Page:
September 28, 2020
After Trump warned against measures against Mexico if it does not strengthen its fight against drug trafficking, Mexico's Foreign Relations Minister reversed that the illegal and massive transfer of weapons that is registered from north to south must also be addressed.
Donald Trump threatens Mexico... Again.
The US President, Donald Trump gave the Mexican authorities a period of 12 months to increase their efforts in the fight against the drug cartels.
He warned that, if he does not see any improvement in the fight against drug trafficking, he will withdraw the anti-drug certification, a measure that dates back to 1986, which would imply withholding financial aid and blocking loans from multilateral organizations.
Trump specifically calls for Mexico to do more to eradicate poppy crops, seize drugs, open criminal cases and seize assets from drug traffickers, in addition to having "a comprehensive drug control strategy."
In response, the Ministry of Foreign Relations (SRE) recalled that United States legislation has no legal effects in our country.
After endorsing the Mexican government's commitment to the fight against drugs, he recalled that it is a regional problem that must be addressed under bilateral and multilateral collaboration frameworks.
The Foreign Ministry stressed that drug trafficking and its violence are fueled by high levels of consumption, in addition to the fact that another issue that demands attention is the illegal transfer of weapons that occurs on a massive scale from north to south.
Another threat from Trump, now for drugs; includes Mexico among 22 countries to evaluate
The US president gives a period of 12 months to increase efforts in the fight against cartels.
The US President included Mexico in the list of the 22 countries - mostly Latin American and Caribbean, which includes Venezuela and Bolivia - with the highest production or trafficking of illegal drugs, in a memorandum sent to the Secretary of State, Mike Pompeo, released by the White House Thursday night.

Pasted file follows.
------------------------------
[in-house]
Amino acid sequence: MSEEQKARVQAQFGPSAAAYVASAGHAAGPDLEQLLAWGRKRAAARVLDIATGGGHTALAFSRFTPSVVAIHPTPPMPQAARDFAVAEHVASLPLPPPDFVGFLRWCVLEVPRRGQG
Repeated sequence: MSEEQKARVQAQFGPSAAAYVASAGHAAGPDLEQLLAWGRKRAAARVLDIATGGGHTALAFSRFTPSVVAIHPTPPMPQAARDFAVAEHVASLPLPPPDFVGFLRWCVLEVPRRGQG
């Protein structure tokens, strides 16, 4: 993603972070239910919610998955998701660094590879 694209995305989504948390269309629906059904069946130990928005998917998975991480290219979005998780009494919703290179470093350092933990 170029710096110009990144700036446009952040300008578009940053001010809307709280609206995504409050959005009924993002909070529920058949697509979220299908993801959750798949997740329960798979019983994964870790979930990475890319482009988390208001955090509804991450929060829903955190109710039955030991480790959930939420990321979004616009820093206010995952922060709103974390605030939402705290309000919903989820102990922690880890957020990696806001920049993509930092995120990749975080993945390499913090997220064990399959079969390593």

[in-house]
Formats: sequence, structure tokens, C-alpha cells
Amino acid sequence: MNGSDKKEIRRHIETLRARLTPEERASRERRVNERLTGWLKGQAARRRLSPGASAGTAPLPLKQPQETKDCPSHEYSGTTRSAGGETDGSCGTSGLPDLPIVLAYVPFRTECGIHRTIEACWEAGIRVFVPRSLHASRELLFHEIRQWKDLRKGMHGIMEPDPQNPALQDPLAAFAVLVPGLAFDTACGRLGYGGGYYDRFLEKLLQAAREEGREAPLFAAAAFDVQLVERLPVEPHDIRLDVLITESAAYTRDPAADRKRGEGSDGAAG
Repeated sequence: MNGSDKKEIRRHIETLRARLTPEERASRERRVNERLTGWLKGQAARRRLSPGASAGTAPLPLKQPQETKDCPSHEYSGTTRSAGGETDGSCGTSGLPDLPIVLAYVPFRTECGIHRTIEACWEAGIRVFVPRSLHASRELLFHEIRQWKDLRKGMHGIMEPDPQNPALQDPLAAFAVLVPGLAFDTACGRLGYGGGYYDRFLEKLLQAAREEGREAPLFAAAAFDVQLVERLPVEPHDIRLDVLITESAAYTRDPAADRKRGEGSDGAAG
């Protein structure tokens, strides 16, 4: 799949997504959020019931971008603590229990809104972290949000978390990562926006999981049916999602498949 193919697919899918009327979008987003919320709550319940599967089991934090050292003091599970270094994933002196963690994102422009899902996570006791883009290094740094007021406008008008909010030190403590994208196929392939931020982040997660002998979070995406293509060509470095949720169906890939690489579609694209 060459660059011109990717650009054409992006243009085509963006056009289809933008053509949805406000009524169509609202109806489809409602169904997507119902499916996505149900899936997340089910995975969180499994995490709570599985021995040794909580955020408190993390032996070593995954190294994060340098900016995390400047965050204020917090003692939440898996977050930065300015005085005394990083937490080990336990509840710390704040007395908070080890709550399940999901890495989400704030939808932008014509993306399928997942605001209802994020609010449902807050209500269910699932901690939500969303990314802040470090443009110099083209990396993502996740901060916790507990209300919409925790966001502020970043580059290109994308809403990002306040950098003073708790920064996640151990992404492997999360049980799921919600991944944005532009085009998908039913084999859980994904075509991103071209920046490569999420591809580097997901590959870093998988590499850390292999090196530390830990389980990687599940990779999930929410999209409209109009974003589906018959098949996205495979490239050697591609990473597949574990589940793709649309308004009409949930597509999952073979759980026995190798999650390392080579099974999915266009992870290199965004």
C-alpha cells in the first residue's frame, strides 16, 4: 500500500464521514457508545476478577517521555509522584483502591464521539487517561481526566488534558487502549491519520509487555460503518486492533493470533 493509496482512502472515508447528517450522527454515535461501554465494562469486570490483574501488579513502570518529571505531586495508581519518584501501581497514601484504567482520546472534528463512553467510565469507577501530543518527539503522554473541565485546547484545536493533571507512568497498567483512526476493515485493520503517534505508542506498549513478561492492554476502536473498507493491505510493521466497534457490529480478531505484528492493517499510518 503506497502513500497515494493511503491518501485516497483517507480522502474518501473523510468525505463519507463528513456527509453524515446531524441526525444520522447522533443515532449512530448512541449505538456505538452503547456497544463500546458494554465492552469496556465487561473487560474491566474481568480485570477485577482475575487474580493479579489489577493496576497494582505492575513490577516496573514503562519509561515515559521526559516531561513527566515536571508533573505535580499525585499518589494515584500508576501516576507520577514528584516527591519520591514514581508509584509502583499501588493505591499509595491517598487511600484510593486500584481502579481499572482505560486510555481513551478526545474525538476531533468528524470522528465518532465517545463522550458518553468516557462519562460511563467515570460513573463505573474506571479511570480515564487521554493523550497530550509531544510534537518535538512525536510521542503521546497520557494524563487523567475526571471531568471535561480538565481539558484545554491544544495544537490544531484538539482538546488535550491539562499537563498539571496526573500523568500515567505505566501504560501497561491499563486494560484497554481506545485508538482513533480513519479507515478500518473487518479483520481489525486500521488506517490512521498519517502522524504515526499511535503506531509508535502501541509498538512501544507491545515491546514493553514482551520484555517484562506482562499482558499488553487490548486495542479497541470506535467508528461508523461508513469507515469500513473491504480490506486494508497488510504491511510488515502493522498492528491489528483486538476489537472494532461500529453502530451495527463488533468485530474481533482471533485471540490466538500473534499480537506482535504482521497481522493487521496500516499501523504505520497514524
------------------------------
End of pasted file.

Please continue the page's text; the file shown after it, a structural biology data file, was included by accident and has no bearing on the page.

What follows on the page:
Trump wrote in the document that the government of Andrés Manuel López Obrador needs to increase its efforts to eradicate poppy crops, seize drugs, open criminal cases and seize assets from drug traffickers. He also demanded a "comprehensive drug control strategy."
"Without further progress in the next year, I will assess the determination that Mexico has evidently failed to meet its international anti-drug commitments," he said.
If Trump determines that, in one year, Mexico's efforts are not enough, the United States could withdraw the "certification" - a measure of the last century - which would imply withholding financial aid and blocking loans from multilateral organizations.
“Specifically, Mexico's full cooperation is essential to reduce heroin production and combat the illegal production of fentanyl and all forms of drug trafficking, including through US ports of entry.
"Without further progress in the next year, I will consider determining that Mexico has demonstrably failed to meet its international anti-drug commitments," he warned.
Trump ordered Pompeo to take the memorandum to Congress so they can take it into account when assigning international cooperation programs.
In early June, Trump threatened Mexico with imposing progressive tariffs if it did not improve its immigration filters.
The list of countries also includes Afghanistan, Bahamas, Belize, Burma, Bolivia, Colombia, Costa Rica, Dominican, Ecuador, El Salvador, Guatemala, Haiti, Honduras, India, Jamaica, Laos, Mexico, Nicaragua, Pakistan, Panama, Peru and Venezuela.
In the US strategy to fight drug trafficking, the certification allowed the United States to impose sanctions on those countries involved in drug production and trafficking.
The certification occurred from 1986 to the end of 2001, when the United States, based on the Foreign Aid Act, certified countries that cooperated in the fight against cartels, according to the criteria of the current president of the United States.
In 2002, due to international pressure, including that of Mexico, the US changed the unilateral guarantee process for bilateral and multilateral cooperation agreements.